4 Core Strengthening Exercises for Back Pain ReliefJanuary 21, 2021
What is the "core"?
You hear about the importance of having a strong core all the time, but what exactly is the core? Generally speaking, your core is made up of a group of muscles that surround the spine on all sides to help to stabilize the body when you are exercising, walking, and doing everyday tasks. That’s right- training your core isn’t just for athletes, it’s for everyone! Even simple tasks like bending over to pick our shoes off the floor require us to have some level of strength and stability in our core to prevent our back (or other areas of the body) from compensating.
Does a weak core cause low back pain?
Weakness or inefficiency in one or more of these groups of muscles can lead to pain, poor postural awareness, and ineffective movement strategies that put you at greater risk of injury, especially back pain. According to research, it is estimated that approximately 80% of the population will have some experience with low back pain in their lifetime 1. There are always things that cause pain that will be unavoidable, but if you could reduce your risk of pain and injury by maintaining a strong core, why wouldn’t you?!
How can I strengthen my core to prevent or relieve low back pain?
Below are a few basic exercises to get you started on your road to a bulletproof core. Start off with one set of 10 repetitions of the exercises, and gradually increase it to 2-3 sets of 10 as you get stronger. As a caveat - none of these exercises should cause or increase your back pain! Make sure you are keeping your back in a “neutral spine” position, which means it is not arched and it is not rounded, but in the middle. An easy way to visualize this for yourself is to feel the bones on the front of the pelvis just below your belly button- these bones should be parallel to the floor.
- To begin, lie flat on your back (preferably on a firm surface) with your knees bent and a neutral spine.
- Bring your ribcage down and tighten/brace your core. Make sure you aren’t holding your breath!
- While maintaining the abdominal brace, slowly bring one knee up toward your chest, then slowly return the foot to the floor. Alternate sides.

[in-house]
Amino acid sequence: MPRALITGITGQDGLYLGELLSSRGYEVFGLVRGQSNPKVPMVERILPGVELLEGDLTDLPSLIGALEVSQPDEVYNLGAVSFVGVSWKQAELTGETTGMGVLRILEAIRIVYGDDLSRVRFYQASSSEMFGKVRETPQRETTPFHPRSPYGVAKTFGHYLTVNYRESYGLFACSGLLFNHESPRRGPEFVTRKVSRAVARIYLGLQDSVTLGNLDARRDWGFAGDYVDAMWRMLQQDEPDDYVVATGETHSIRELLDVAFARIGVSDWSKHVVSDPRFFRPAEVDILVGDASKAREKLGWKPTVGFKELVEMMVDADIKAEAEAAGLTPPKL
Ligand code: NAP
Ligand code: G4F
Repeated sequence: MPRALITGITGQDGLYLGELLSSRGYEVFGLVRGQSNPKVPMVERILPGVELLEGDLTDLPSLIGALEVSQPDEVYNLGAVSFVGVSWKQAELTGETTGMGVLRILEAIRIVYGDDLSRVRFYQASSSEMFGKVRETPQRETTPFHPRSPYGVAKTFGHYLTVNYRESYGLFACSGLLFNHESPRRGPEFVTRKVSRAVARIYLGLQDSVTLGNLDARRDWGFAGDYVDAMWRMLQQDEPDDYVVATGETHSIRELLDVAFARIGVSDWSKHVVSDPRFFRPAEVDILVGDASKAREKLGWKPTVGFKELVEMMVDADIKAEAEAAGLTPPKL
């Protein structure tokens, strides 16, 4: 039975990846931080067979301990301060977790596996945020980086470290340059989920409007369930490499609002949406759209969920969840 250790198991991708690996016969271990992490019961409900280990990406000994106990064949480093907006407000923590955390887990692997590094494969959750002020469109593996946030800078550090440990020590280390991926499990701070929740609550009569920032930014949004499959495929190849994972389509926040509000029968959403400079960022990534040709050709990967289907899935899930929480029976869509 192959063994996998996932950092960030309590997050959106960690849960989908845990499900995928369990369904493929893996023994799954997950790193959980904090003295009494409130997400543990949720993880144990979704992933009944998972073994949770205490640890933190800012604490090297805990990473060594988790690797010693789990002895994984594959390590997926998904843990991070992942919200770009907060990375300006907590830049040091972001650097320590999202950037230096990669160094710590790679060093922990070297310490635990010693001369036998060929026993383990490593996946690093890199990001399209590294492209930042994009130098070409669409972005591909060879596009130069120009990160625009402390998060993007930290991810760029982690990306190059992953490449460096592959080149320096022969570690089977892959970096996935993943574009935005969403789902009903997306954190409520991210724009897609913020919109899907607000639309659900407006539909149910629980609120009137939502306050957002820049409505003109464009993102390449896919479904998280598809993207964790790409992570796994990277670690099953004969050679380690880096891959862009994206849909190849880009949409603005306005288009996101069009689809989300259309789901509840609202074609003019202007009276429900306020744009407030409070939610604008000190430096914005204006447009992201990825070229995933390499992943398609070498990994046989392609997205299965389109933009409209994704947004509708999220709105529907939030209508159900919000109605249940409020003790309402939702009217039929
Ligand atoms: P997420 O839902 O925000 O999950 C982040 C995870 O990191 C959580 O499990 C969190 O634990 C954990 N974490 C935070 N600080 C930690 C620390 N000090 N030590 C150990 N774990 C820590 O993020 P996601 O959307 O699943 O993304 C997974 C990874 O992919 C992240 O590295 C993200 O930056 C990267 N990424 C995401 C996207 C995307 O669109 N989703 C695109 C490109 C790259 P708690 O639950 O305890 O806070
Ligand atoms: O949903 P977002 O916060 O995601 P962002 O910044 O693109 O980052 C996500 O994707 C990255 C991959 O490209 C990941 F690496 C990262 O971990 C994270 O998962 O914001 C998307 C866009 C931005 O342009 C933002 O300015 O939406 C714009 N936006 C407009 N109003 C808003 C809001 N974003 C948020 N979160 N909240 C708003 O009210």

Progression: If the above becomes easy, you can start with both legs in the air with your knees bent (in a tabletop position). Then alternate lowering one leg and tapping the foot on the floor without arching your back. Bring that leg back into the air before lowering the opposite leg to the floor. Keep alternating back and forth.
- Start by lying on one side with your knees bent and your elbow directly underneath your shoulder.
- Tighten your core and lift your hips off the floor, balancing on your knee and forearm. Make sure to keep your torso in a straight line from shoulder, hips to the knee (as shown). Don’t allow your butt to stick out behind you or your back to arch.
- Hold this position for 30 seconds, then switch sides. Perform 2 sets on each side.
Progression: If the above becomes easy after increasing the hold time, you can extend your legs straight and balance on your feet rather than your knees.
Sit to Stand
- Start by sitting toward the front of a standard height chair with your feet on the floor hip width apart and slightly behind your knees.
- Keep your core tight and back straight. Bend forward from the hips to get your “nose over your toes”.
- Begin standing up, focusing on bringing your hips up and forward at the same speed as the knees straighten. You should feel your butt muscles working to help you stand up. Do not allow your back to arch as you stand up.
- As you go to sit back down, tighten your core and push your hips back, reaching for the chair with your buttocks. Slowly lower yourself back to the chair keeping your back straight.
Progression: If this becomes easy, instead of sitting all the way back down in the chair, lightly tap your butt on the chair, then immediately stand back up without taking a break. This will increase the challenge to your core and gluteals.
- Begin on a firm surface on your hands and knees. Your hands should be directly under your shoulders and your knees directly under your hips.
- Tighten your core and slowly bring one foot out behind you, preventing your torso from rotating. Do not allow your low back to sag or arch.
- Hold leg in the air for 5 seconds before lowering back to the starting position.
- Alternate legs.
Progression: When this becomes easier, you can increase the challenge by adding arms into the mix. Tighten the core and lift one leg out behind you (as seen above) while at the same time lifting the opposite arm out in front of you (e.g. left arm and right leg).
All of these exercises can be done without equipment at home- perfect during COVID-19 gym closures. If you are experiencing back pain and feel you could benefit from a physical therapy assessment, please contact us to schedule an appointment or free consultation today!
References: 1) Rubin Dl. Epidemiology and Risk Factors for Spine Pain. Neurol Clin. 2007; May;25(2):353-71.
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